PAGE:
"Excellent. I want one."

Perhaps if I wore one of those, I thought, I could pass for Alan.

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"I've noticed there's one constant in the battle of the sexes," he said, a couple of minutes into his routine. "There's one gripe that women always seem to have about men. It's in the letters to Cosmopolitan every month. 'Dear Cosmo: My boyfriend is perfect in every way—except one. He has a brilliant mind, an athletic body, a great sense of humour and a six-figure income. He always puts my needs first and knows just when I want a shoulder to cry on. But there's no way I can really love him while he continues to leave the toilet seat up.'

"We've all heard it, haven't we guys? It's the eternal crime of the male. Ever since the toilet seat was invented, we've been callously leaving it upright just to annoy women. The ultimate proof that all men are grade-A selfish bastards.

"Now, I'm prepared to admit that many men are grade-A selfish bastards. I'm even prepared to admit that I'm a selfish bastard (perhaps only grade B, but I'm trying). But I say that toilet seat etiquette is not a litmus test for insensitivity. Litmus tests have no place in the toilet. If your paper turns blue in the loo, all it means is you've fitted a new bowl cleaner.

"So what is it about leaving the toilet seat up that women so vehemently object to? Well, I've asked a lot of them, and usually their answers are pretty evasive: 'I could have you up for sexual harassment for that'; or 'Is this your idea of foreplay?'; or 'Don't talk with your mouth full, dear'. But I have a few ideas of my own.

"At first I thought it might be from waking up, padding into a cold bathroom, and sitting down onto ice-cold porcelain with no cosy plastic seat to cushion the impact. Certainly a profoundly distressing experience which would leave deep psychological scars in any normal person. But how often does this really happen? Because it sure doesn't happen to men. The only time I can remember having to perch on the rim was in a public loo where the seats had been nicked. Someone was probably collecting them; some kind of philatelist of the flush. (I wonder what his Stanley Gibbons catalogue would look like? All these photos of toilet seats. 'Caroma 1987 type B in black, white and peach'... I bet there'd be a huge price difference between 'Mint' and 'Slightly Soiled'.)

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"The fact is, of course, that men check what they're going to sit on. Because who knows what dangers await you? For example: someone might have left the lid down—potentially far more unpleasant. Or the seat might be, uh, wet. (Why, I can't possibly imagine. Probably condensation.) Or worst of all: the seat might have one of those disgusting furry covers, and need replacing, right away. Those things are unnatural. I ask you, did our primitive ancestors, when they wanted to take a dump, park themselves on a furry animal? It just doesn't work. (For a start, they won't keep still while you're trying to look at the Reader's Digest.) And furry seat covers are one bathroom hazard that can't be blamed on men, because I'd bet a carton of Toilet Ducks that they were introduced by women—rich women with so many furs they were able to cut up the spares for toilet-seat cosies. If men went in for toilet-seat decoration, we wouldn't use fur. We'd use leather—black leather. With studs. Or we'd have them chromed.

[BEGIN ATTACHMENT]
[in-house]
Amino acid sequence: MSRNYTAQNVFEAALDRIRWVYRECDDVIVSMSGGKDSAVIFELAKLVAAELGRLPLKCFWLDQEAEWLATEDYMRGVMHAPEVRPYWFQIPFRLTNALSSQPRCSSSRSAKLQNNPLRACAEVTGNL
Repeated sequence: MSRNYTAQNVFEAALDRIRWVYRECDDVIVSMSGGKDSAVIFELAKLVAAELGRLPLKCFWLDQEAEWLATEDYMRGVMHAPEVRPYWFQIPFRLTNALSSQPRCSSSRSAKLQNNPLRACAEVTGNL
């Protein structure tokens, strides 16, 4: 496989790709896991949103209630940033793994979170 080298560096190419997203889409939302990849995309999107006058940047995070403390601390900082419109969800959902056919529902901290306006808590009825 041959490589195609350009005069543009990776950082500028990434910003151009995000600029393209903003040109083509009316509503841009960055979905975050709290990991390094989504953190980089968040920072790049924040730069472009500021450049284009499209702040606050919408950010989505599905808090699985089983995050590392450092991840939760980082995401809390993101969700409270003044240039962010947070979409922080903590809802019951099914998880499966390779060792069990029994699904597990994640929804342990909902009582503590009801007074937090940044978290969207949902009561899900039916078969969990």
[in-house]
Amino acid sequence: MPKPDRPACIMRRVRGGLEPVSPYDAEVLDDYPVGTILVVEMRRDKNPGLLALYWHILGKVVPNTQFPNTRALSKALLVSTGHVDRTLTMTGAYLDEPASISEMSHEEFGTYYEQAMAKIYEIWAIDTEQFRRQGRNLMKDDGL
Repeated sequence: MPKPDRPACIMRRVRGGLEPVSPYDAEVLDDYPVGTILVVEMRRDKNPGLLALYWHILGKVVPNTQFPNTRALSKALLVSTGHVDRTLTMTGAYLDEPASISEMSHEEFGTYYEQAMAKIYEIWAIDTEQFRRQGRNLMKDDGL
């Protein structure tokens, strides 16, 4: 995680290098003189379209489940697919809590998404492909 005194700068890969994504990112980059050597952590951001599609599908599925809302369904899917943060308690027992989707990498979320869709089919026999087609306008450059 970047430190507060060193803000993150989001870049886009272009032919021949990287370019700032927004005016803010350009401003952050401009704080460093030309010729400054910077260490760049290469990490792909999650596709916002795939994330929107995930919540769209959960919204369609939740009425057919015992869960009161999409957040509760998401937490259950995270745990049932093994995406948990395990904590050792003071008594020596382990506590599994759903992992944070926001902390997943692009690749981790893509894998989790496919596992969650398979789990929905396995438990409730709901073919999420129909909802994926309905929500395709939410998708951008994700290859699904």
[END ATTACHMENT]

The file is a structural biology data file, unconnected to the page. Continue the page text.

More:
"So if it's not the fear of sitting on the rim by mistake—and perhaps getting wedged there, or falling in—what's the real complaint women have against the upright seat? Surely it's not because they have to flip it back down again. We're not exactly talking hard labour here. I mean, you never see this in Woman's Day: 'Imagine my dismay when after a tiring day at the office, I came home to find another unwelcome chore in my own bathroom: Mere Male had left the toilet seat up again!' (Star Letter, wins five dollars).

"I mean, men have to put the seat down half the time, too. And here's a Guy Secret for all you women—when we leave the seat down, we don't lift it up when we're done just to piss off all the women in the house. Now I'll grant you, if there weren't any men around, women would, in the long run, be saved a hell of a lot of toilet-seat-lowering. But if there were no women around, men would be saved a lot of toilet-seat-raising. In the long run it all cancels out. It's equality in action.

"So why do we keep hearing about it? The answer is, of course, obvious. A man can never be sure if a seat has been left down by a man or by a woman. So he doesn't worry about it. But when women see an upright seat, they know it's been left like that by a man. Never mind that it's hardly a mortal danger to womankind, needing big warning signs saying 'Achtung! Seaten'; never mind that to flip it down is but the work of an instant; that upright seat spells man, P-I-G, big, hairy, inconsiderate, XY-chromosomed male.

"It's basically about as sensible as objecting to the way men insensitively leave Brut-33 in the bathroom cupboard. In fact it's probably less sensible, because at least Brut has an objectionably macho name. (Brut, for Men. Why don't they go the whole hog and call it 'Rapist'?)"

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There was a big party on Saturday, Alan told me over the phone the next day, over at a friend's place. Did I want to come along? In my depressed frame of mind I didn't really feel like it, and automatically started thinking up excuses. I didn't get much further, though, than "The Bill's on on Saturday", and figured this wouldn't sound too convincing. I mumbled out a few one-syllable words meant to stall for time. Alan took them for the sign of hesitation they were, and countered with his best persuasive manner. "Come onnnnnn," he wheedled. "Your lab reports can wait for one night. Have a bit of fun for a change."